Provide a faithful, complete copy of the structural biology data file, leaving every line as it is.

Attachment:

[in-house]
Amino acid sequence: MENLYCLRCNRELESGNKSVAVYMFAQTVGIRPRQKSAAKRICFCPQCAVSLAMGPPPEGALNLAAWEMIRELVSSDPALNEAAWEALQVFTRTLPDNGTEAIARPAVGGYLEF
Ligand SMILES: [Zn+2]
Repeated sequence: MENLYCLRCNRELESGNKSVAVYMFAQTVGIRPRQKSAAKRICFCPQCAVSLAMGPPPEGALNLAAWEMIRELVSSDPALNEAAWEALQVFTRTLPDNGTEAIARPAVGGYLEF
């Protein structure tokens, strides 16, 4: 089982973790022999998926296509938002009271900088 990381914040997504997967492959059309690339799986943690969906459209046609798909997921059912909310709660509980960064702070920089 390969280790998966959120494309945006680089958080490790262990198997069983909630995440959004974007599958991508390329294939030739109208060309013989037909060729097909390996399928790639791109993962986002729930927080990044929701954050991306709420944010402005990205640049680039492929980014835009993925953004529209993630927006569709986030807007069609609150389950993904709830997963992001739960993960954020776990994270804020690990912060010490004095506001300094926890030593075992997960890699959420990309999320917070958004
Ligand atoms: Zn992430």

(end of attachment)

[in-house]
Amino acid sequence: MENLYCLRCNRELESGNKSVAVYMFAQTVGIRPRQKSAAKRICFCPQCAVSLAMGPPPEGALNLAAWEMIRELVSSDPALNEAAWEALQVFTRTLPDNGTEAIARPAVGGYLEF
Ligand SMILES: [Zn+2]
Repeated sequence: MENLYCLRCNRELESGNKSVAVYMFAQTVGIRPRQKSAAKRICFCPQCAVSLAMGPPPEGALNLAAWEMIRELVSSDPALNEAAWEALQVFTRTLPDNGTEAIARPAVGGYLEF
């Protein structure tokens, strides 16, 4: 089982973790022999998926296509938002009271900088 990381914040997504997967492959059309690339799986943690969906459209046609798909997921059912909310709660509980960064702070920089 390969280790998966959120494309945006680089958080490790262990198997069983909630995440959004974007599958991508390329294939030739109208060309013989037909060729097909390996399928790639791109993962986002729930927080990044929701954050991306709420944010402005990205640049680039492929980014835009993925953004529209993630927006569709986030807007069609609150389950993904709830997963992001739960993960954020776990994270804020690990912060010490004095506001300094926890030593075992997960890699959420990309999320917070958004
Ligand atoms: Zn992430």